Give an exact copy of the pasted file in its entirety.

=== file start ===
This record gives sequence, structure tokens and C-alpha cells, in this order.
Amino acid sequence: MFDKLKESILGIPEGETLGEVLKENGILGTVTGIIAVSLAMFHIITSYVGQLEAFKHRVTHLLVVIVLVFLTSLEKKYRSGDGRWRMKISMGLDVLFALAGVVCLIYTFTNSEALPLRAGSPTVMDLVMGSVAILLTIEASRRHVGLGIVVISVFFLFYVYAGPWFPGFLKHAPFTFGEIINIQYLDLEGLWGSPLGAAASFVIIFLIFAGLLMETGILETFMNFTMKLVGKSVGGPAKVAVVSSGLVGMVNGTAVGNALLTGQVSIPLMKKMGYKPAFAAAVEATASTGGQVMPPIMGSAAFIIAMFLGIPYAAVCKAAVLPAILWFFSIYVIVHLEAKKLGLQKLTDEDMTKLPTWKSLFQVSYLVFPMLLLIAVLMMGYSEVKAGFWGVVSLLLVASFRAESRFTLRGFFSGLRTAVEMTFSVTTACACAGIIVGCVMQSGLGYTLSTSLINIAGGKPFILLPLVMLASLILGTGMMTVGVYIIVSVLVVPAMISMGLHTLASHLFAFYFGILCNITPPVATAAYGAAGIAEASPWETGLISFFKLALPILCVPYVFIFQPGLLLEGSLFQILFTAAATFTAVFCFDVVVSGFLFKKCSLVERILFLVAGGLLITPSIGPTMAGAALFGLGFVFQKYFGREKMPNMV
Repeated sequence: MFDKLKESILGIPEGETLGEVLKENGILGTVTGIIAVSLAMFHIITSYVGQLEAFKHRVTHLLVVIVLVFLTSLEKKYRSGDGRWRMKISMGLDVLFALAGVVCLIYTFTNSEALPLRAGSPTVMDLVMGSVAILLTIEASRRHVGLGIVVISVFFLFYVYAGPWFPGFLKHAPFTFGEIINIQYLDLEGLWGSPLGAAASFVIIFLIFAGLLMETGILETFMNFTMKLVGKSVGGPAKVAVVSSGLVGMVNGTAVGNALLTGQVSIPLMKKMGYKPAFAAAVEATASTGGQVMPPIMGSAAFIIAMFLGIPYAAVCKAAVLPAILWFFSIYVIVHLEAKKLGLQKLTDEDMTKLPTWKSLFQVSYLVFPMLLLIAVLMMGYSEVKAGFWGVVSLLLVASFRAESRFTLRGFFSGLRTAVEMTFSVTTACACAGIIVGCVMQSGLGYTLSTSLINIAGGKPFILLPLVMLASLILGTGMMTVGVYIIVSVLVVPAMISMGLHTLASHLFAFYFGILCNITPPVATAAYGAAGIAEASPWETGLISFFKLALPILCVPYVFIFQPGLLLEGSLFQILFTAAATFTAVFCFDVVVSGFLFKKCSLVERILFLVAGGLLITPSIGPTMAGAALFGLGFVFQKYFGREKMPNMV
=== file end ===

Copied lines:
This record gives sequence, structure tokens and C-alpha cells, in this order.
Amino acid sequence: MFDKLKESILGIPEGETLGEVLKENGILGTVTGIIAVSLAMFHIITSYVGQLEAFKHRVTHLLVVIVLVFLTSLEKKYRSGDGRWRMKISMGLDVLFALAGVVCLIYTFTNSEALPLRAGSPTVMDLVMGSVAILLTIEASRRHVGLGIVVISVFFLFYVYAGPWFPGFLKHAPFTFGEIINIQYLDLEGLWGSPLGAAASFVIIFLIFAGLLMETGILETFMNFTMKLVGKSVGGPAKVAVVSSGLVGMVNGTAVGNALLTGQVSIPLMKKMGYKPAFAAAVEATASTGGQVMPPIMGSAAFIIAMFLGIPYAAVCKAAVLPAILWFFSIYVIVHLEAKKLGLQKLTDEDMTKLPTWKSLFQVSYLVFPMLLLIAVLMMGYSEVKAGFWGVVSLLLVASFRAESRFTLRGFFSGLRTAVEMTFSVTTACACAGIIVGCVMQSGLGYTLSTSLINIAGGKPFILLPLVMLASLILGTGMMTVGVYIIVSVLVVPAMISMGLHTLASHLFAFYFGILCNITPPVATAAYGAAGIAEASPWETGLISFFKLALPILCVPYVFIFQPGLLLEGSLFQILFTAAATFTAVFCFDVVVSGFLFKKCSLVERILFLVAGGLLITPSIGPTMAGAALFGLGFVFQKYFGREKMPNMV
Repeated sequence: MFDKLKESILGIPEGETLGEVLKENGILGTVTGIIAVSLAMFHIITSYVGQLEAFKHRVTHLLVVIVLVFLTSLEKKYRSGDGRWRMKISMGLDVLFALAGVVCLIYTFTNSEALPLRAGSPTVMDLVMGSVAILLTIEASRRHVGLGIVVISVFFLFYVYAGPWFPGFLKHAPFTFGEIINIQYLDLEGLWGSPLGAAASFVIIFLIFAGLLMETGILETFMNFTMKLVGKSVGGPAKVAVVSSGLVGMVNGTAVGNALLTGQVSIPLMKKMGYKPAFAAAVEATASTGGQVMPPIMGSAAFIIAMFLGIPYAAVCKAAVLPAILWFFSIYVIVHLEAKKLGLQKLTDEDMTKLPTWKSLFQVSYLVFPMLLLIAVLMMGYSEVKAGFWGVVSLLLVASFRAESRFTLRGFFSGLRTAVEMTFSVTTACACAGIIVGCVMQSGLGYTLSTSLINIAGGKPFILLPLVMLASLILGTGMMTVGVYIIVSVLVVPAMISMGLHTLASHLFAFYFGILCNITPPVATAAYGAAGIAEASPWETGLISFFKLALPILCVPYVFIFQPGLLLEGSLFQILFTAAATFTAVFCFDVVVSGFLFKKCSLVERILFLVAGGLLITPSIGPTMAGAALFGLGFVFQKYFGREKMPNMV